Saving the Famine Irish: The Grey Nuns and the Great Hunger

Document of the Day: By Professor Christine Kinealy, Quinnipiac University and    Dr Jason King, Irish Heritage Trust, and Irish National Famine Museum

   archives explored

In late summer 1845, newspapers throughout Europe carried reports of a previously unknown disease that was destroying the potato crop from Belgium to England. On 13th September, the London newspaper the Gardeners’ Chronicle and Gazette announced:

“We stop the presses with great regret to announce that the potato murrain has unequivocally declared itself in Ireland. The crops about Dublin are suddenly perishing. Where will Ireland be in the event of a universal potato rot?”

Almost 50 per cent of the Irish population depended on potatoes as a diet staple. At this stage, no one expected that this mysterious disease would reappear, in varying degrees of deadliness, for a further six years. In the first year of shortages, despite widespread suffering, there were no deaths from starvation but by the end of 1846, disease and death were evident throughout Ireland.

Letter introducing Bishop of Montreal
Letter from D. Murray to Dr Renehan introducing the Bishop of Montreal, Ignace Bourget, 23 March 1847 (from St. Patrick’s College Archive).

The Great Hunger proved to be one of the most devastating humanitarian disasters of the 19th century. In only five years, Ireland lost about a quarter of its population through a combination of death and emigration. Sadly, in addition to those who died in Ireland, a large number died en route to their destination, or shortly after arriving there. Between 1846–51, as many as 1.5 million people left Ireland, never to return. Passage to Canada (also known as British North America) was a favourite destination for Famine emigrants. If emigration started as a voyage of survival, for thousands it ended in disappointment, with as many as 10 percent of people not making it to the new world. Many more, weakened by the long voyage, perished shortly afterward. Two areas that felt the full impact of the Famine exodus were Grosse Isle and Montreal, both in Quebec. Grosse Isle, located in the Gulf of St. Lawrence, had been established as a quarantine station in 1832. In 1847, it was the first landing place of Irish refugees, with an estimated 100,000 Famine emigrants arriving there. More than 5,500 people died on the island, primarily of typhus fever. As a consequence, Grosse Isle, along with Montreal, became the largest burial grounds for victims of the Great Hunger outside Ireland.

Montreal was the main Canadian port of debarkation for Famine immigrants. In 1847 alone, 75,000 Irish emigrants landed in this city of 50,000 people, mostly in the summer months. A large portion of them were sickly or dying, many being afflicted with typhus fever. To cope with this unprecedented influx, twenty-two new fever sheds were erected along the waterfront. A number of religious orders, including the Grey Nuns, worked tirelessly to help the ailing. Regardless of the sacrifice and the efforts of these women, thousands of poor Irish died in the sheds, their time in Canada proving all too brief. As many as 6,000 Famine immigrants perished in Montreal.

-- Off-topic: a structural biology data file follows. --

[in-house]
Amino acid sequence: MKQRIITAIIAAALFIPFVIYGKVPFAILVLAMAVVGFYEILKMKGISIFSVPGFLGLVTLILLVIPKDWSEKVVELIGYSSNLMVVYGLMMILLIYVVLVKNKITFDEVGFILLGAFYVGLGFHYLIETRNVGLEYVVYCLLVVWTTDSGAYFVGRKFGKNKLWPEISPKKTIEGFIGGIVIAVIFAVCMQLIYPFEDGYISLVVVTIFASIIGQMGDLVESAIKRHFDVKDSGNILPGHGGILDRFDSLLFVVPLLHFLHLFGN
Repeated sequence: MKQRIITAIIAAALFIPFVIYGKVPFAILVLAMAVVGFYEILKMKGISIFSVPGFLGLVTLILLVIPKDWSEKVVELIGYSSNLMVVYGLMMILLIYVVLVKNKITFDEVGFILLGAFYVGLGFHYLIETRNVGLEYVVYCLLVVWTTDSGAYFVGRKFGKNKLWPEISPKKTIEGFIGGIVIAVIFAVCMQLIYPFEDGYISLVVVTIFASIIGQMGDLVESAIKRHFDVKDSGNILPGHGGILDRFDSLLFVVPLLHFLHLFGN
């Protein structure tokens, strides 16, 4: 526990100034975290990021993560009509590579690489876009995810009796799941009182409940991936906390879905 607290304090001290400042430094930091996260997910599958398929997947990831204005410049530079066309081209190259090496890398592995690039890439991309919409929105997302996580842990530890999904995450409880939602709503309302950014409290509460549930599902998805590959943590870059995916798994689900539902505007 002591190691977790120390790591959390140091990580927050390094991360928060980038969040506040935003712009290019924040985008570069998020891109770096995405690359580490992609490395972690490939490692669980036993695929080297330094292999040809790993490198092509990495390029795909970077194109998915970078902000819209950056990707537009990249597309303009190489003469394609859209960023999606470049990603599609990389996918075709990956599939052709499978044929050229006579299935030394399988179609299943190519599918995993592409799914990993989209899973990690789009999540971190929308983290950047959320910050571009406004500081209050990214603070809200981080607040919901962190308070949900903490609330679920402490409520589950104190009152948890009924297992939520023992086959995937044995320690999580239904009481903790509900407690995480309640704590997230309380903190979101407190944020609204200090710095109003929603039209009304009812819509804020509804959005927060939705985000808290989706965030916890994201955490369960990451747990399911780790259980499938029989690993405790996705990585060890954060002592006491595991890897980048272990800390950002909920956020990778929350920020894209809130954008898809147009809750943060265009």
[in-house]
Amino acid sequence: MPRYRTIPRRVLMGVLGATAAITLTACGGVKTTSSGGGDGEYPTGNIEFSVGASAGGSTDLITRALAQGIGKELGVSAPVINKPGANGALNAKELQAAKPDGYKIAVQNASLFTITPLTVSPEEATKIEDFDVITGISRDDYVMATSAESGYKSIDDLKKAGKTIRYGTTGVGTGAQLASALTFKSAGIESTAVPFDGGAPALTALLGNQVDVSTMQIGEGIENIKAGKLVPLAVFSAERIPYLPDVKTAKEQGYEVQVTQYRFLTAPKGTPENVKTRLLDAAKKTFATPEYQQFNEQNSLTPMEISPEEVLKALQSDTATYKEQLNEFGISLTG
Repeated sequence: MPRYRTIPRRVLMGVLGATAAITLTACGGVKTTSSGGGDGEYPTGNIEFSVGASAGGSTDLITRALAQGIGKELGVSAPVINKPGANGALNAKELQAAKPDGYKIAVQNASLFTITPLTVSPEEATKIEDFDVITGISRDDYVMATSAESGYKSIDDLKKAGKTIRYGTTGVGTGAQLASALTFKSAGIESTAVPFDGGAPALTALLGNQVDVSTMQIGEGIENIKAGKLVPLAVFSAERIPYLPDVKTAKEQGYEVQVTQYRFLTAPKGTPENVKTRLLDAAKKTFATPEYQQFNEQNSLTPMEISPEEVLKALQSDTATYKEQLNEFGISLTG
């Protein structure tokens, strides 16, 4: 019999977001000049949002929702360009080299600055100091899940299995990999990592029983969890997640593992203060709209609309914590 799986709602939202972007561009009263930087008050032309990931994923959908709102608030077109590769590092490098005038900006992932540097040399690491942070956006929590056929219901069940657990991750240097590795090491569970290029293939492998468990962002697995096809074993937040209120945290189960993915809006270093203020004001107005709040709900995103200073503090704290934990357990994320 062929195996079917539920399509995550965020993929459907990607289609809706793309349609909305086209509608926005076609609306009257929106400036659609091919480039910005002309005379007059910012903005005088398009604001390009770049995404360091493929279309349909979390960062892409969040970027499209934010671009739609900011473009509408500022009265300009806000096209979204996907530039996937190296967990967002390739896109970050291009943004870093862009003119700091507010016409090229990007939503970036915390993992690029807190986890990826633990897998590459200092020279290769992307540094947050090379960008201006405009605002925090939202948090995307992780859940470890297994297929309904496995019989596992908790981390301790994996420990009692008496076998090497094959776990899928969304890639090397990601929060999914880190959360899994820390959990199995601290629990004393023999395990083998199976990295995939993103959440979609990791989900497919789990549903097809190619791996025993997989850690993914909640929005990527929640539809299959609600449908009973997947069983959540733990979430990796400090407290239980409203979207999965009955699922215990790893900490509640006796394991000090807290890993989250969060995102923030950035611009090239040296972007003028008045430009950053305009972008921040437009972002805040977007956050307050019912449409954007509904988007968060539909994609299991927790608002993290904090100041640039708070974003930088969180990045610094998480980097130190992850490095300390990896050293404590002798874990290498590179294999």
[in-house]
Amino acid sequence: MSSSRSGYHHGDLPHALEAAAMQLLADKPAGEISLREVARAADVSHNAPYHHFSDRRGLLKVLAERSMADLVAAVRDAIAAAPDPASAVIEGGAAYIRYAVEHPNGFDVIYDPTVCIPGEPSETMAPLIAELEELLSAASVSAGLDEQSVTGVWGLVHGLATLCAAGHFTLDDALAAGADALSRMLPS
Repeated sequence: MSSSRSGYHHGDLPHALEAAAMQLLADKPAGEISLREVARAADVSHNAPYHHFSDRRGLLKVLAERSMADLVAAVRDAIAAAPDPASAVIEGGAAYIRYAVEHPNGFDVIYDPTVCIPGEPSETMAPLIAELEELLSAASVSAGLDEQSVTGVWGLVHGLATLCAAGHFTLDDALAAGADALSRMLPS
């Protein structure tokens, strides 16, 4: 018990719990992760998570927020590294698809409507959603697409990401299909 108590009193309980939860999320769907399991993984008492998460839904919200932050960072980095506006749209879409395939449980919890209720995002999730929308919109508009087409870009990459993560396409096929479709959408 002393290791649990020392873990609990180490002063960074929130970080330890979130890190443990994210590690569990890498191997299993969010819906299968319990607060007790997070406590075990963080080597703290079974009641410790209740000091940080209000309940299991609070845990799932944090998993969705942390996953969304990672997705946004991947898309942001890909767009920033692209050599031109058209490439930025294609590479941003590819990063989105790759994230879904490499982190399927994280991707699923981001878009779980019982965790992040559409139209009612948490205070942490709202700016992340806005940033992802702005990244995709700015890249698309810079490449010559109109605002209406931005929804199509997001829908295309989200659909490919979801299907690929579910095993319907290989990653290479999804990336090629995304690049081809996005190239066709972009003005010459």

Matriculation Register - Pat Morgan (1)
Matriculation entry for Father Patrick Morgan, dated 1835 (St. Patrick’s College Archive)

An exhibition exploring the little known story of the Grey Nuns and other religious orders in Montreal, who provided care and shelter to Irish immigrants in Canada during the Great Hunger, is currently running in the Russell Library at Maynooth University. ‘Saving the Famine Irish: The Grey Nuns and the Great Hunger’ was curated by Professor Christine Kinealy, Director of Ireland’s Great Hunger Institute at Quinnipiac University, and Dr Jason King. The exhibition tells the story of the religious and clergy who cared for Irish emigrants in the fever sheds of Montreal during the summer of 1847. One of the first priests to enter the fever sheds with the Grey Nuns was Father Patrick Morgan, who was ordained at Maynooth College in May 1842. Morgan was born in Collon, Co. Louth, in June 1810. Following his studies at Maynooth, he joined the Paris-based order of the Priests of St Sulpice on 3rd September 1842 and arrived in Montreal on 24th September 1843. Morgan was the first priest to enter Montreal’s fever sheds with the Grey Nuns in June 1847.  He was also one of the first clergy to perish from the typhus epidemic, dying on the 8th July 1847. The current exhibition features the matriculation entry for Father Patrick Morgan and a letter of introduction for Montreal’s Bishop, Ignace Bourget (1799-1885), who visited Maynooth in 1847 to recruit Irish missionary priests.


Grey Nuns Exhibition Launch
Exhibition launch at the Russell Library, Maynooth University, 8 November 2017

The exhibition ‘Saving the Famine Irish: The Grey Nuns and the Great Hunger’ is running in the Russell Library, Maynooth University, until 25 January 2018. For further details:

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